Verizon and AT&T were hoping to fire up their new mid-range 5G networks in the coming weeks, but they may have to wait a little longer. The launch of the C band was previously scheduled for December 5th, but the Wall Street Journal now reports it will be January 5, at the earliest. The issue is the potential interference with the safety systems of some aircraft.
5G connectivity in the US is in trouble right now and the spectrum in band C is seen as a milestone in making 5G live up to the hype. Verizon and AT&T recently spent billions of dollars on licensing for this spectrum because they tried to put together a functional 5G network with scraps. I’m sure carriers would contest this description, but their focus on the 5G millimeter wave speaks louder than any protest. These signals have high speeds, but the range is abysmal: it doesn’t even work indoors.
Mid-band 5G (like C-band) can handle higher data throughput than lower LTE-like frequencies, but still have a respectable range. There isn’t much of any of this around. In the absence of adequate midband spectrum, Verizon has resorted to using dynamic spectrum sharing (DSS) to run a 5G network in the same bands as 4G. The results aren’t surprising, but the C-band should solve this.
The spectrum that AT&T and Verizon want to use is in the 3.7-4GHz range, which is only part of this C-band block. C-band was reserved for satellite TV signals, but satellite broadcasts in this range required huge antennas. 10 feet and larger – you may remember seeing them quite often in the 80s and 90s. They have mostly been replaced by Ku-band technology, which can use smaller 1-foot dishes. With modern technology, it is possible for operators to squeeze the remaining usage of the C-band, opening up large swaths of these frequencies that are optimal for 5G. And that’s what they are doing; traders will be done with the lower C band on December 5th.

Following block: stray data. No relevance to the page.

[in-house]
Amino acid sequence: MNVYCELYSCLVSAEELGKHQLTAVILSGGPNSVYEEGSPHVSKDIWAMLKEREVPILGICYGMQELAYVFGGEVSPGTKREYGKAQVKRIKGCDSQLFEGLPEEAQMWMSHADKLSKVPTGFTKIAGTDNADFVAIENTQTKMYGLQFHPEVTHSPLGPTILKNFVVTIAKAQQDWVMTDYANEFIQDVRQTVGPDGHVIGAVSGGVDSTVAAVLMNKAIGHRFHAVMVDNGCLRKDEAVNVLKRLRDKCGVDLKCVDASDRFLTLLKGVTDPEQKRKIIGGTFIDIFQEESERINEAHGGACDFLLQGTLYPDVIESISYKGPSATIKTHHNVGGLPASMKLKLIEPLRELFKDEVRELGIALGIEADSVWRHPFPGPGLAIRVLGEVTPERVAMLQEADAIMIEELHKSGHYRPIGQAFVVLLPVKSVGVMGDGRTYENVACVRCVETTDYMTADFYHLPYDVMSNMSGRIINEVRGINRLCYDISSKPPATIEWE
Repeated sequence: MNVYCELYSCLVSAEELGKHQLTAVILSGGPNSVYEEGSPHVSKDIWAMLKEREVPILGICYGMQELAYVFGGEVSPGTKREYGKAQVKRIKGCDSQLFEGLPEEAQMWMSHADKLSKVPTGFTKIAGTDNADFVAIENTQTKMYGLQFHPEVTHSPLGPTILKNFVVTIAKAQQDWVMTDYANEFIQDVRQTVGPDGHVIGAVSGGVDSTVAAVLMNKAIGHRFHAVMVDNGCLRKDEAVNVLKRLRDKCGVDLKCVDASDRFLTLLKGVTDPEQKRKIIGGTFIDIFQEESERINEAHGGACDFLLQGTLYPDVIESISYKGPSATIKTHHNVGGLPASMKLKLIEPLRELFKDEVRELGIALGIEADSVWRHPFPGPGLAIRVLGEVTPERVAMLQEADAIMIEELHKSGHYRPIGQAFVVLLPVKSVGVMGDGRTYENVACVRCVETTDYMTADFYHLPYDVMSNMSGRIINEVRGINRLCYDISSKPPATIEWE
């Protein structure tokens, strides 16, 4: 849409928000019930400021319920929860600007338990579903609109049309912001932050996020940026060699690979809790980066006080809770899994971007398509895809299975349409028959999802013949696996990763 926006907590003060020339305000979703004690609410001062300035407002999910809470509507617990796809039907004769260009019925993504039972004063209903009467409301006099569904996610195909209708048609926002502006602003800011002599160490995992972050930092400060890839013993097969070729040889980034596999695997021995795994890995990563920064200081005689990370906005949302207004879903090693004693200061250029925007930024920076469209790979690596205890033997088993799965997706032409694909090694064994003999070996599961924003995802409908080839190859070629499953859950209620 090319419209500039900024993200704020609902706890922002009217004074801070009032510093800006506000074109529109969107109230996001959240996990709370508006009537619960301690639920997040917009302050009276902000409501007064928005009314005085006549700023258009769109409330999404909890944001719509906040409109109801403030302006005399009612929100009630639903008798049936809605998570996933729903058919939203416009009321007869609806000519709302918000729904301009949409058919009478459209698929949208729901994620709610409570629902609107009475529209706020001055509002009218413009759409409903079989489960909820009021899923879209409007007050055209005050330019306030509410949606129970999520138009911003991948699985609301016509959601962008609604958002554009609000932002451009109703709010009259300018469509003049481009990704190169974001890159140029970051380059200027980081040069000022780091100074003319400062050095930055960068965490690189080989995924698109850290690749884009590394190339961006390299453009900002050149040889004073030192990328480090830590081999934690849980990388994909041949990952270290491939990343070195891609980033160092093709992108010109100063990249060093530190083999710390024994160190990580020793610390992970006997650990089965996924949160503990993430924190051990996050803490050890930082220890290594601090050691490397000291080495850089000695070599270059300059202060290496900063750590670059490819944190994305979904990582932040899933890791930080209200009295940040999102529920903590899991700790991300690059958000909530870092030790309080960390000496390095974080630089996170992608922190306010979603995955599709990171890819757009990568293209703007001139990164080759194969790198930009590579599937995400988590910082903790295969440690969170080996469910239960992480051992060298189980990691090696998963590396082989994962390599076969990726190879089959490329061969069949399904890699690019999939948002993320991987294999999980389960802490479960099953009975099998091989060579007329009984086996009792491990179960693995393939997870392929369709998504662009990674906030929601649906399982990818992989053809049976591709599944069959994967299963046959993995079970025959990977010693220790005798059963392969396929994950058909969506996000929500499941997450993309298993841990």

The aviation industry has been expressing concern about C-band interference for some time, and this prompted the Federal Aviation Administration (FAA) to finally take action this week. It issued a “special information bulletin” which detected the potential for interference in C-band with radio altimeters. These devices measure the height of the aircraft from the ground using radio waves between 4.2 and 4.4 GHz, which is adjacent to the new 5G C-band. The FAA believes that C-band broadcasts could leak into the altimeter’s range, causing potential safety concerns.
Industry experts point out that there is no evidence of problems like this in other regions where mid-range 5G is more developed. However, this is a “better safe than sorry” situation. Carriers are working with regulators to understand the FAA’s concerns. The launch is likely to go ahead in early 2022, but you never know. Meanwhile, T-Mobile is quite sitting on the big spectrum pile it got from Sprint. The Band 41 block (2.5 GHz) is generally faster than LTE and has a better range than mmWave, so it’s already in a good position for 5G. T-Mobile has also acquired a piece of the C-band spectrum that won’t be clear until 2023. AT&T and Verizon will push hard to start with the C-band to catch up with Tmo.